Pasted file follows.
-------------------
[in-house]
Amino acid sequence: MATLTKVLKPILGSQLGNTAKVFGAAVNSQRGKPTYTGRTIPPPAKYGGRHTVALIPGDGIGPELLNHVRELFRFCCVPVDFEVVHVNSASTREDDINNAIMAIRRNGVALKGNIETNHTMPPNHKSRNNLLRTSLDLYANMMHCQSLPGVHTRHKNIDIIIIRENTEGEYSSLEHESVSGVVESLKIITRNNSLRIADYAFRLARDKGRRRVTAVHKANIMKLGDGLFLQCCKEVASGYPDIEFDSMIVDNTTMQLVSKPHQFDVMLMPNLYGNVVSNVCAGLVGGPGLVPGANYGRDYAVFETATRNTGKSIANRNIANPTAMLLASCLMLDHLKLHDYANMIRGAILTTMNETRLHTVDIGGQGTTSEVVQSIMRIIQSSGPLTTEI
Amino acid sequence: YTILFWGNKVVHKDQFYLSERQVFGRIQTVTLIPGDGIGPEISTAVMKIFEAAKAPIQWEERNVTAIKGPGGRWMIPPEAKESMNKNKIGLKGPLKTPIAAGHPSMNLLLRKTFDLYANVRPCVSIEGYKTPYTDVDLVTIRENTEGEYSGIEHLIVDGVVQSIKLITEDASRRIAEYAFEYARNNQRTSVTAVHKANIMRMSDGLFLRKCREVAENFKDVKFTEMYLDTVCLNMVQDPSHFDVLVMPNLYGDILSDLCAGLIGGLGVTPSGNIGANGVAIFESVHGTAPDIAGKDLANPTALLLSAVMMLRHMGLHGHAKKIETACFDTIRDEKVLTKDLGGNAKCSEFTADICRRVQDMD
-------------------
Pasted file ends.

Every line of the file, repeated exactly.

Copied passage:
[in-house]
Amino acid sequence: MATLTKVLKPILGSQLGNTAKVFGAAVNSQRGKPTYTGRTIPPPAKYGGRHTVALIPGDGIGPELLNHVRELFRFCCVPVDFEVVHVNSASTREDDINNAIMAIRRNGVALKGNIETNHTMPPNHKSRNNLLRTSLDLYANMMHCQSLPGVHTRHKNIDIIIIRENTEGEYSSLEHESVSGVVESLKIITRNNSLRIADYAFRLARDKGRRRVTAVHKANIMKLGDGLFLQCCKEVASGYPDIEFDSMIVDNTTMQLVSKPHQFDVMLMPNLYGNVVSNVCAGLVGGPGLVPGANYGRDYAVFETATRNTGKSIANRNIANPTAMLLASCLMLDHLKLHDYANMIRGAILTTMNETRLHTVDIGGQGTTSEVVQSIMRIIQSSGPLTTEI
Amino acid sequence: YTILFWGNKVVHKDQFYLSERQVFGRIQTVTLIPGDGIGPEISTAVMKIFEAAKAPIQWEERNVTAIKGPGGRWMIPPEAKESMNKNKIGLKGPLKTPIAAGHPSMNLLLRKTFDLYANVRPCVSIEGYKTPYTDVDLVTIRENTEGEYSGIEHLIVDGVVQSIKLITEDASRRIAEYAFEYARNNQRTSVTAVHKANIMRMSDGLFLRKCREVAENFKDVKFTEMYLDTVCLNMVQDPSHFDVLVMPNLYGDILSDLCAGLIGGLGVTPSGNIGANGVAIFESVHGTAPDIAGKDLANPTALLLSAVMMLRHMGLHGHAKKIETACFDTIRDEKVLTKDLGGNAKCSEFTADICRRVQDMD